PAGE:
Monday, October 24, 2011
Sunrise Over Whately
The morning started with a sunrise that took my breath away.
It was like a painting with broad strokes of color erupting into vibrant hues of pink and purple and red. Silently, I recited a childhood poem, “Red sky at night, sailor’s delight; red sky at morning, sailor’s take warning.” I may be a long way from the ocean, but the sunrise this morning served to predict that sailor’s would be wise not to set sail today.
The most important part of my day was a visit to my father at the Soldier’s Home. It was his third day there, so he is still becoming acquainted with the facility, his neighbors and the staff. The challenge of keeping positive was made easier by the gentle kindness of my friend, Sharon.
This kind woman reappeared in my life about ten years ago, after a twenty year hiatus.
We had a mutual friend in the late 70’s, or early 80’s. Our friend introduced me to Sharon at her wedding shower. Our paths crossed from time to time, but we became neighbors six years ago. Her twin sons played sports with my son. Sharon and/or her husband would be at games cheering. Her daughter was friendly with my eldest daughter. The girls are a year apart. The children shared a casual friendship that took its own meandering course.
However, as a result of the children, I was reminded that Sharon is a generous and kind person. She brings her warm spirit to all that she does. She is a heath aide, mostly to those with Alzheimer’s. Recently, I asked Sharon if she had any extra time during the week, if she would be available to be my companion for a few hours. Sharon’s schedule was pretty tight she did not have extra time. Sharon didn’t just decline, however. She called a friend who was recently retired and was willing to do some driving for me and Sharon recruited her 23-year old daughter to help me. As it turned out, Sharon had a bit of flexibility in her schedule and she was able to help me today.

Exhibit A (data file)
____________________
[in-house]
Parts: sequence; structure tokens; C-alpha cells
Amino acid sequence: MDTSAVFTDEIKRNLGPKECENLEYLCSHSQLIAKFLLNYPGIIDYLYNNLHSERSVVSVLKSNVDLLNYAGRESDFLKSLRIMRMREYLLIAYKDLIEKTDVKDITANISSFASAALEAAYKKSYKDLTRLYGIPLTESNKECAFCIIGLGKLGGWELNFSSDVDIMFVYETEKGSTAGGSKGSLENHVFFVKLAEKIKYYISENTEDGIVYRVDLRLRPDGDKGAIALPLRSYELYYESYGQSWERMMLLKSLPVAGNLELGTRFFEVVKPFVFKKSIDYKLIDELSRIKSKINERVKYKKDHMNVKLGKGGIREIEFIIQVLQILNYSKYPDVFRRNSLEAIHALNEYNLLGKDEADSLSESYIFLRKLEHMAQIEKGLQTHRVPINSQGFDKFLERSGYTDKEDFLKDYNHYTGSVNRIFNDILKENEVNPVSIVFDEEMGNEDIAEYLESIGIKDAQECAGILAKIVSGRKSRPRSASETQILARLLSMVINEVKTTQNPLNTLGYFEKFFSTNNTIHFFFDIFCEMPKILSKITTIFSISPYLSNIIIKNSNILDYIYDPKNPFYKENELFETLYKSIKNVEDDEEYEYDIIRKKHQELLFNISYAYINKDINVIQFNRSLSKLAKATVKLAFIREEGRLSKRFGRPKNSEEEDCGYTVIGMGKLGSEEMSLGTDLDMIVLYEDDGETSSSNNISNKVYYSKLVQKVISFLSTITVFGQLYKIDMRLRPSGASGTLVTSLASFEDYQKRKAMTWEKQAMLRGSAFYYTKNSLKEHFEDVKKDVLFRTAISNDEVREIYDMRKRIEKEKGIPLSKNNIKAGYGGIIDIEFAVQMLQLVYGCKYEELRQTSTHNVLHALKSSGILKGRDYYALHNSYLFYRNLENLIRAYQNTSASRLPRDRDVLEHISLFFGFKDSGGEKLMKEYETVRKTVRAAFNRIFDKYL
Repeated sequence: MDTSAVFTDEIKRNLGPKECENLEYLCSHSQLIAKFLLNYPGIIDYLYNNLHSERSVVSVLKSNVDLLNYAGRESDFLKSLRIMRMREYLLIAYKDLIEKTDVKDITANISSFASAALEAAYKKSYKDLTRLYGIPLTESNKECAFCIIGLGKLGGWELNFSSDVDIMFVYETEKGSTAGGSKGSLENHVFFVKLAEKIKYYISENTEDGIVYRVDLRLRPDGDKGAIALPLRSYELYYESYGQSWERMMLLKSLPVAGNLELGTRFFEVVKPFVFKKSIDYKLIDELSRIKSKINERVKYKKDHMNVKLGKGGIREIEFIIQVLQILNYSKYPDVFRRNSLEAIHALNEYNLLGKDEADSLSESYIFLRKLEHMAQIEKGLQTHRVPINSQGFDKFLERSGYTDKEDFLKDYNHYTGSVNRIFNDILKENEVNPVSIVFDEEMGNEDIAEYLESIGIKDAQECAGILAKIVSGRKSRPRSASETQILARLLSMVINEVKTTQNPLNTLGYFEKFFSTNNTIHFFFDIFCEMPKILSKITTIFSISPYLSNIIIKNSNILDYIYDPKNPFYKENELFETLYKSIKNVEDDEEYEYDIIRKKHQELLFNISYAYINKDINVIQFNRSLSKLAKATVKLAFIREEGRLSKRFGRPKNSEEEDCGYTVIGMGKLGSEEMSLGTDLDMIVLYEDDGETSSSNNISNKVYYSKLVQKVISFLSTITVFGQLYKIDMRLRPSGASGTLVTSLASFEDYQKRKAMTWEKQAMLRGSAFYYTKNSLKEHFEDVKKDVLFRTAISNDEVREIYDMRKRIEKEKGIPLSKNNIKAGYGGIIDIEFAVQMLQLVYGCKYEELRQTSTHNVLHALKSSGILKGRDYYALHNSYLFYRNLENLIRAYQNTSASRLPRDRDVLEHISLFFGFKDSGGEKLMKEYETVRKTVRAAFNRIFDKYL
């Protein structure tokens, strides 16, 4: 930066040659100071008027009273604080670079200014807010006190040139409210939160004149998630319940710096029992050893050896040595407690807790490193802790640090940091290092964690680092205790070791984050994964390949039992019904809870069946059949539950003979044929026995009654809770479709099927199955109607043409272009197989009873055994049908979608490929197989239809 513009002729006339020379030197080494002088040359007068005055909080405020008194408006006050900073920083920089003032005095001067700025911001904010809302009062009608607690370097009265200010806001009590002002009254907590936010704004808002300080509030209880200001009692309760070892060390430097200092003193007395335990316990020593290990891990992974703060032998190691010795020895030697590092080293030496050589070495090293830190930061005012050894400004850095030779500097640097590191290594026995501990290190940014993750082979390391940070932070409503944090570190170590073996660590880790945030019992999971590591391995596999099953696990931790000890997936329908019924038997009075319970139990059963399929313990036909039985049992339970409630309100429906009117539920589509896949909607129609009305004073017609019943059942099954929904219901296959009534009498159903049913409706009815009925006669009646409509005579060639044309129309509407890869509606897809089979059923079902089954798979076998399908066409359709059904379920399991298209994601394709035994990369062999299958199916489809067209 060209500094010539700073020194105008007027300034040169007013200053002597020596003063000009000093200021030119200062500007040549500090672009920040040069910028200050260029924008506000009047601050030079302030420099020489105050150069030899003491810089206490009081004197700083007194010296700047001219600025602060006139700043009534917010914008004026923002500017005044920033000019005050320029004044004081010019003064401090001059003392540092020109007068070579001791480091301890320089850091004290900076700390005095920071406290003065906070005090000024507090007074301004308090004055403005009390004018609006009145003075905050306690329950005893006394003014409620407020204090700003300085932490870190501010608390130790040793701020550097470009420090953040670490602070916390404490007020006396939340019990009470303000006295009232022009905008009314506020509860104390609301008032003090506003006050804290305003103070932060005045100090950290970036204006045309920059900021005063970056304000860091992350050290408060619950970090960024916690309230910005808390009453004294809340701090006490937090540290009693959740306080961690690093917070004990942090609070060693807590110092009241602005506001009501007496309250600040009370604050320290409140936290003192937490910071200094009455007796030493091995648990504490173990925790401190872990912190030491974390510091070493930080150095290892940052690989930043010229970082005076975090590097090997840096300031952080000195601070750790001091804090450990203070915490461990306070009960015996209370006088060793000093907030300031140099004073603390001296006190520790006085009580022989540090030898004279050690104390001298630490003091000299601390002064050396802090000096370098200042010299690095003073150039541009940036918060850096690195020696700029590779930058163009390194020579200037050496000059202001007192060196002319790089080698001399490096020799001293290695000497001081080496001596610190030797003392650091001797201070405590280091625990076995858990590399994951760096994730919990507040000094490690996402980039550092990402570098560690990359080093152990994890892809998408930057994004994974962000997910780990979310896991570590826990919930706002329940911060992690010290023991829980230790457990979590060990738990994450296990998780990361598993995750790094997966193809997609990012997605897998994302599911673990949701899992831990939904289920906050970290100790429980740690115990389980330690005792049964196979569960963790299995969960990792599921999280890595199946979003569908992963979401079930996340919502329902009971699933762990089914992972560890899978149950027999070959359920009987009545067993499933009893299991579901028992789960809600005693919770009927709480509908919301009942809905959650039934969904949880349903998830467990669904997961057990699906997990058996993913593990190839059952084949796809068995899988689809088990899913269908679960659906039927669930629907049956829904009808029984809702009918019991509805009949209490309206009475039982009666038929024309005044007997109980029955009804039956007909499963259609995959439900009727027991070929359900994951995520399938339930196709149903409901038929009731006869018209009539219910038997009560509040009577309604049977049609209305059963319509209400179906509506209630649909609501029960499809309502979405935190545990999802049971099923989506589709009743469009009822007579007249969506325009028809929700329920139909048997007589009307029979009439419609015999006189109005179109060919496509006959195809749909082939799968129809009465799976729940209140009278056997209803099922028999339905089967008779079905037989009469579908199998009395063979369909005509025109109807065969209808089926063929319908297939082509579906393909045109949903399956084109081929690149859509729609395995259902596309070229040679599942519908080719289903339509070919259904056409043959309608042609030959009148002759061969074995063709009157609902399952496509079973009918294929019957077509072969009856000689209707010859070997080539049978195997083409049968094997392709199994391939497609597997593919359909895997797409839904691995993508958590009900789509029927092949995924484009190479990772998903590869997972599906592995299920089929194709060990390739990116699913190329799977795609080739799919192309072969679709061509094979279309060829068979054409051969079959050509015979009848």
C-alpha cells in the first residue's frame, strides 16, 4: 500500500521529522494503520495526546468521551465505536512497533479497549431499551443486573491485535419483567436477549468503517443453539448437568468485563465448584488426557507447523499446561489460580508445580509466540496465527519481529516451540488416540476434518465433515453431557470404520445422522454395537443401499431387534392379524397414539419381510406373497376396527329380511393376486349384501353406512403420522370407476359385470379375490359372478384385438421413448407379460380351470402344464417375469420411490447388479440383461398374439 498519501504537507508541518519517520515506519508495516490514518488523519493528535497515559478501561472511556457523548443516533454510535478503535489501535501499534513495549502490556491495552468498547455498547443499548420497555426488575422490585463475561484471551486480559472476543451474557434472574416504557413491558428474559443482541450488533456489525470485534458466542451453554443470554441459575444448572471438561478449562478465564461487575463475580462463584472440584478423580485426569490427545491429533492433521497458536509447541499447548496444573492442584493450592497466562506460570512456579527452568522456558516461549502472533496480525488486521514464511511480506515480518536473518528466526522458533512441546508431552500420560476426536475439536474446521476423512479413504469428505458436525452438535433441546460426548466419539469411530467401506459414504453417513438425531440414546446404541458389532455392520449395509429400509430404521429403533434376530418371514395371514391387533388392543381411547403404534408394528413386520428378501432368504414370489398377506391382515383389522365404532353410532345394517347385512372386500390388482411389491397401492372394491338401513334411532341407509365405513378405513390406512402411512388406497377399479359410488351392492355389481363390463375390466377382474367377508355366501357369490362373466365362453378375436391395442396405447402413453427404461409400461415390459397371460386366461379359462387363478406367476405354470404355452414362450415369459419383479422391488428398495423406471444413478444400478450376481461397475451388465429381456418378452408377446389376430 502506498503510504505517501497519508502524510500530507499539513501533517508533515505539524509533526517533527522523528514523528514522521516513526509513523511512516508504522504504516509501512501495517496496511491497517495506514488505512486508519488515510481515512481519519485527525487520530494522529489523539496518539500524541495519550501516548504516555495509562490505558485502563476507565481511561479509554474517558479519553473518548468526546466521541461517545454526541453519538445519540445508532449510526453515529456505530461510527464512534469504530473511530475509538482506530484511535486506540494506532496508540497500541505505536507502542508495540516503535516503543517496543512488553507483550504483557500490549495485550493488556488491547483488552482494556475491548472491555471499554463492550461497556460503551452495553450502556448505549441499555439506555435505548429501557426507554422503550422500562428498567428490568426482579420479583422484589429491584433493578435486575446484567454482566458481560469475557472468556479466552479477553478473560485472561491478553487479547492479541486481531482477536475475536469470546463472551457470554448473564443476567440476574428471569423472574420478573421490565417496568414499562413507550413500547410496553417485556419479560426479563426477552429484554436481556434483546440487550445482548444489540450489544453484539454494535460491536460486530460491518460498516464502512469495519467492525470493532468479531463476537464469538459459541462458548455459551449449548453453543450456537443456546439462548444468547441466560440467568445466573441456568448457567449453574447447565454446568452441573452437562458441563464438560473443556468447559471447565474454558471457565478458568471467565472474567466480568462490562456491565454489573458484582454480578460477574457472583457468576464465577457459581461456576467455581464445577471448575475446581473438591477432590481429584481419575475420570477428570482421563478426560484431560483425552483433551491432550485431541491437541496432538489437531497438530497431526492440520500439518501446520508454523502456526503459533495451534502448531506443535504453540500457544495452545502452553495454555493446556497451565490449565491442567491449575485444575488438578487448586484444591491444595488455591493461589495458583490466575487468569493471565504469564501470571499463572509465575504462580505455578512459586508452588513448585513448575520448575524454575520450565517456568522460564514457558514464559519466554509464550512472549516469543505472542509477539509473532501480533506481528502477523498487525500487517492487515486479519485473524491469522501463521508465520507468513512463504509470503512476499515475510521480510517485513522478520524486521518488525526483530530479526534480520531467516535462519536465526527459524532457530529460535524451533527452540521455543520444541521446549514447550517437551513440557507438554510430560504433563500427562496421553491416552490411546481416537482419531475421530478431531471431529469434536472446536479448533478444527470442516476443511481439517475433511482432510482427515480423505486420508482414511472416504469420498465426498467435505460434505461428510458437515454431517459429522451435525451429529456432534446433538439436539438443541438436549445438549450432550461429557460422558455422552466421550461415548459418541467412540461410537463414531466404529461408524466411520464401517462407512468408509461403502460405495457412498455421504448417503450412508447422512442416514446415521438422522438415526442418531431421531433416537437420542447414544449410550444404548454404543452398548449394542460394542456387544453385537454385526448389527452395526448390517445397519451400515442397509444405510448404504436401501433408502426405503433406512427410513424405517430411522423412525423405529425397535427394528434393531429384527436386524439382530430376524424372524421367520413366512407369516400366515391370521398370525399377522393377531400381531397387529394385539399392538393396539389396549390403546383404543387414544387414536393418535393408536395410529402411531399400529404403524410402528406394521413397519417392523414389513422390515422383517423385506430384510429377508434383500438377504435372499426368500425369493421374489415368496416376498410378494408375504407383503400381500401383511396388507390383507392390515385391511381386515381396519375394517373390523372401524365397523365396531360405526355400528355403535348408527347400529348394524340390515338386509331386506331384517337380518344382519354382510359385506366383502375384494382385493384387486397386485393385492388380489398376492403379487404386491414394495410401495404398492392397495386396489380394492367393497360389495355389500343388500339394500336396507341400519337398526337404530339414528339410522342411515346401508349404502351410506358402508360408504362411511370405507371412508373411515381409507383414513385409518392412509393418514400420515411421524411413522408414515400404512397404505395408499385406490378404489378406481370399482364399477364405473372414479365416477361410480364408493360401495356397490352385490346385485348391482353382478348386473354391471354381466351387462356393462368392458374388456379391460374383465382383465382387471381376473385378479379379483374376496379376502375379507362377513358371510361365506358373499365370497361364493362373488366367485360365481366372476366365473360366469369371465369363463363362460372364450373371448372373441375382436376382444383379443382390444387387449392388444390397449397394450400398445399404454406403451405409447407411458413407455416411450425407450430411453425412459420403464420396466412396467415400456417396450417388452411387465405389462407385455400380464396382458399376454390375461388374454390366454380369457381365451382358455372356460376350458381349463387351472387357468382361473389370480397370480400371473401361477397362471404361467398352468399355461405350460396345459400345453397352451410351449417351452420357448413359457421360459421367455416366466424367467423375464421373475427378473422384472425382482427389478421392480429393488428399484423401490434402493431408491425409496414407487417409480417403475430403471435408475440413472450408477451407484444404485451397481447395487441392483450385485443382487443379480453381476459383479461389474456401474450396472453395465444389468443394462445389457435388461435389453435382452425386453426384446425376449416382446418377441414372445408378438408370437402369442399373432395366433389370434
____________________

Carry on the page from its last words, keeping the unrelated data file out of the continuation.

Sharon drove me to the Soldier’s Home. After sitting through lunch with my father and trying to help him become more comfortable with the organization of his belongings, Sharon and I had to leave. My father called me later in the afternoon. He thanked me for coming and expressed the unaccountably warm feelings he felt toward Sharon. He felt like she was a long-time friend. These were kind words from an octogenarian.
As it turned out, the sun’s rays cast light and warmth into the day that had nothing to do with the weather. They served to illuminate the unexpected kindness of a friend. Sailors, raise your sails.